Prior to April 2017, landlords who also owned homes in their name could deduct their mortgage interest from their rental income before paying income tax. This meant that the income landlords had to declare to HMRC was much lower than their rental income, keeping their costs down and keeping many landlords within a lower income tax bracket.

However, this gradually changed with the amount that can be written off dropping by 25% each year. Now, all rental income will be eligible for income tax, with tax relief being gradually reduced until only basic rate relief (20%) is available.

This doesn’t apply, however, if the buy-to-let property in question is owned through a limited company, as the property is then viewed as a business and all expenses can be written off.

The tax implications are complicated depending on whether and how you earn any other income. Everyone’s personal tax liability will be different and so it’s worth getting independent tax advice.

Getting a mortgage through your limited company

If you operate as a limited company, your income will probably consist of a salary and dividends. Lenders will need to consider both as your income for your mortgage application. In some instances, though there is no guarantee, lenders may be able to use your operating or net profit in addition to your salary.

When bought through a limited company, a landlord can still take an income from their rental property, in the form of dividends. They will only pay tax on the amount of dividends they take, theoretically cutting their tax bills significantly.

Of course, there can also be a number of potential downsides to investing in property via your limited company and it’s important that you are aware of them, as well as the potential benefits.

For example, mortgage costs can often be higher on limited company buy-to-let mortgages and the costs involved in holding buy-to-let properties are different depending on whether it’s done through an individual or a limited company.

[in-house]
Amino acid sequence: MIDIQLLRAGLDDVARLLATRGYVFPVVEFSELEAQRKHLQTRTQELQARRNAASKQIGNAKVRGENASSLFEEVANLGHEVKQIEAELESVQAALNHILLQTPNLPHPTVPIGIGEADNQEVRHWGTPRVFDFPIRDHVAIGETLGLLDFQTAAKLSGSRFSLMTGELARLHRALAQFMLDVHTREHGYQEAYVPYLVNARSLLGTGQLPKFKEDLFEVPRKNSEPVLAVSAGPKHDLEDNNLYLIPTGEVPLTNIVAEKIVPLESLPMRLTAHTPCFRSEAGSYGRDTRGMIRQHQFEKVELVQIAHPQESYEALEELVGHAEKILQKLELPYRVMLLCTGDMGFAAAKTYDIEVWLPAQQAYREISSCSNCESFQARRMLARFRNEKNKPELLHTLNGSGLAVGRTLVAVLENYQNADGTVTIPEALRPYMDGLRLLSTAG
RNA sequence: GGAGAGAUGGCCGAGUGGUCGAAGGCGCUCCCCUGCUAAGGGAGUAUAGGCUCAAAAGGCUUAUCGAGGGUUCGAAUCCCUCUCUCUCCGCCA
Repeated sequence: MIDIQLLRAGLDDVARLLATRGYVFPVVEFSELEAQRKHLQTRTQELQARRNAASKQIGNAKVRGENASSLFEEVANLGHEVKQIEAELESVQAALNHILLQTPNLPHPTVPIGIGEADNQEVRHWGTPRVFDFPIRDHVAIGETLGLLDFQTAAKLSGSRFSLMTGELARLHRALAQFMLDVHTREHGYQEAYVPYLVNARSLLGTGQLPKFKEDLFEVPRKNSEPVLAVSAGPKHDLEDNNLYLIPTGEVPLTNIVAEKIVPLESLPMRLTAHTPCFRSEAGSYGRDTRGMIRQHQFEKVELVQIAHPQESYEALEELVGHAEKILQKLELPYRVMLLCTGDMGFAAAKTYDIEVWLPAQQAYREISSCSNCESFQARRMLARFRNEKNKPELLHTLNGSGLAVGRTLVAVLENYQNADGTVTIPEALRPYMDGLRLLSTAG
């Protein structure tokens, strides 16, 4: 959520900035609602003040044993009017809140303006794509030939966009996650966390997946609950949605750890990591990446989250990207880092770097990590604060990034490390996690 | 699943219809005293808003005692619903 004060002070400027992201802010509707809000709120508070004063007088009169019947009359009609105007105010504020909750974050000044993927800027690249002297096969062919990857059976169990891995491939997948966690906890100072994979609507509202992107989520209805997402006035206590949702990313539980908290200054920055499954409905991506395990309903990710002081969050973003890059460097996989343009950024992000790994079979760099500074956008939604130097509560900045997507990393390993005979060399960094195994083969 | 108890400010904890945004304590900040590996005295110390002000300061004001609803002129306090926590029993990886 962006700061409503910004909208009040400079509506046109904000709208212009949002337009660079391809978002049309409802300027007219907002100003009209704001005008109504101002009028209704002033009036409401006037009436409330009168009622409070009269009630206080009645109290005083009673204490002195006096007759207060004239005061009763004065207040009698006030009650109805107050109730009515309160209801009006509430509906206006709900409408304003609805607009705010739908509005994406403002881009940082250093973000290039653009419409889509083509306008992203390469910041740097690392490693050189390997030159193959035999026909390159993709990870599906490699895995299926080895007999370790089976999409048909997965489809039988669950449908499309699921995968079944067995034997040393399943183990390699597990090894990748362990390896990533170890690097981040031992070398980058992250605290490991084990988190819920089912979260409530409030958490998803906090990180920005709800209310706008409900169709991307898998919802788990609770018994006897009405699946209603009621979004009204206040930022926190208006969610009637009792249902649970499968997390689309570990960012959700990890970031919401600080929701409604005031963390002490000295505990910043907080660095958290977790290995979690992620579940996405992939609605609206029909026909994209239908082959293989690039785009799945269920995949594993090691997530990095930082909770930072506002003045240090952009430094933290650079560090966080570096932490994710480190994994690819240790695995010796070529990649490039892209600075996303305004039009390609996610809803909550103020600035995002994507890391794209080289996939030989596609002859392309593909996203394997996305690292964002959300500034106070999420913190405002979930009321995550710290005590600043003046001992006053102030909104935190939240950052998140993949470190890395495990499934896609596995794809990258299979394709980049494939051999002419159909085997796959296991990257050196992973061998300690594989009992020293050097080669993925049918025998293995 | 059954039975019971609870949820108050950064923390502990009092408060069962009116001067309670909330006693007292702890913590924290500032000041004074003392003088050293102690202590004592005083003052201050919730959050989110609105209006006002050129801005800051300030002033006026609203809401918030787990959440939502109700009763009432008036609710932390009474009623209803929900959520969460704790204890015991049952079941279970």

Investing through a limited company structure incurs two major tax bills – capital gains tax and stamp duty, which can negate any benefits from tax relief, particularly for landlords with just a small number of properties.

All of these factors must be weighed up in order to determine which is the best set up for you and your property investment.

Transferring property to a limited company?

If you transfer property to a limited company, you will be required to refinance your buy to let mortgages. It is, therefore, a long process and one that needs to be managed very carefully. Please do take care. Mortgage interest rates are typically higher in a limited company than if you own rental properties in your own name.

Whether you want to talk specifics about limited company mortgages or are just after some general advice, CMME can help, you can reach us on 01489 223 750 for a completely free, no-obligation mortgage consultation.

This guest post was provided by CMME Mortgages. The opinions expressed by the guest writer above and those providing comments are theirs alone, and do not necessarily reflect the opinions of SevenCapital or any employee thereof. SevenCapital is not responsible for the accuracy of any of the information supplied by the guest writer.